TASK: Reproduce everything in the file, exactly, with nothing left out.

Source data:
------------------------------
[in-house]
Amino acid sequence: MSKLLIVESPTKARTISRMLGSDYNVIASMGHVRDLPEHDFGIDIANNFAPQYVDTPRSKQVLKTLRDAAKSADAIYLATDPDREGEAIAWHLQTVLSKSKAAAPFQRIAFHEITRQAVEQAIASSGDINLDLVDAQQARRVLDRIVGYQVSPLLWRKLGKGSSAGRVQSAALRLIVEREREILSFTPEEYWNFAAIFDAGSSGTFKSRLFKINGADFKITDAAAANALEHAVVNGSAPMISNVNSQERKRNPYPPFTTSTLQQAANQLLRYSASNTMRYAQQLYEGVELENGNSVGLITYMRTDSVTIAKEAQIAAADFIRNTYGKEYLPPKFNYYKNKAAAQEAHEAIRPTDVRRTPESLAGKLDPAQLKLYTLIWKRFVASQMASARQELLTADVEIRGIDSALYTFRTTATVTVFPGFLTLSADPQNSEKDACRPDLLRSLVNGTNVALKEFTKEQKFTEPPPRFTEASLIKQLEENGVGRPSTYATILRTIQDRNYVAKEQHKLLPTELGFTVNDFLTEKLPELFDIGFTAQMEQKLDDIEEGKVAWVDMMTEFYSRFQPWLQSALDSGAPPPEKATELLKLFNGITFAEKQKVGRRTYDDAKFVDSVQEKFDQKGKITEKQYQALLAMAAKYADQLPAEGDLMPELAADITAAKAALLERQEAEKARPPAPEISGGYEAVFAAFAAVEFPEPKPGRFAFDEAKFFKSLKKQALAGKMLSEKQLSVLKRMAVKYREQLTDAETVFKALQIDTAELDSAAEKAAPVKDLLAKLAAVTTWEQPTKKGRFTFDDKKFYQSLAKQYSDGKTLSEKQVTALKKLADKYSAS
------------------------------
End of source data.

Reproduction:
[in-house]
Amino acid sequence: MSKLLIVESPTKARTISRMLGSDYNVIASMGHVRDLPEHDFGIDIANNFAPQYVDTPRSKQVLKTLRDAAKSADAIYLATDPDREGEAIAWHLQTVLSKSKAAAPFQRIAFHEITRQAVEQAIASSGDINLDLVDAQQARRVLDRIVGYQVSPLLWRKLGKGSSAGRVQSAALRLIVEREREILSFTPEEYWNFAAIFDAGSSGTFKSRLFKINGADFKITDAAAANALEHAVVNGSAPMISNVNSQERKRNPYPPFTTSTLQQAANQLLRYSASNTMRYAQQLYEGVELENGNSVGLITYMRTDSVTIAKEAQIAAADFIRNTYGKEYLPPKFNYYKNKAAAQEAHEAIRPTDVRRTPESLAGKLDPAQLKLYTLIWKRFVASQMASARQELLTADVEIRGIDSALYTFRTTATVTVFPGFLTLSADPQNSEKDACRPDLLRSLVNGTNVALKEFTKEQKFTEPPPRFTEASLIKQLEENGVGRPSTYATILRTIQDRNYVAKEQHKLLPTELGFTVNDFLTEKLPELFDIGFTAQMEQKLDDIEEGKVAWVDMMTEFYSRFQPWLQSALDSGAPPPEKATELLKLFNGITFAEKQKVGRRTYDDAKFVDSVQEKFDQKGKITEKQYQALLAMAAKYADQLPAEGDLMPELAADITAAKAALLERQEAEKARPPAPEISGGYEAVFAAFAAVEFPEPKPGRFAFDEAKFFKSLKKQALAGKMLSEKQLSVLKRMAVKYREQLTDAETVFKALQIDTAELDSAAEKAAPVKDLLAKLAAVTTWEQPTKKGRFTFDDKKFYQSLAKQYSDGKTLSEKQVTALKKLADKYSAS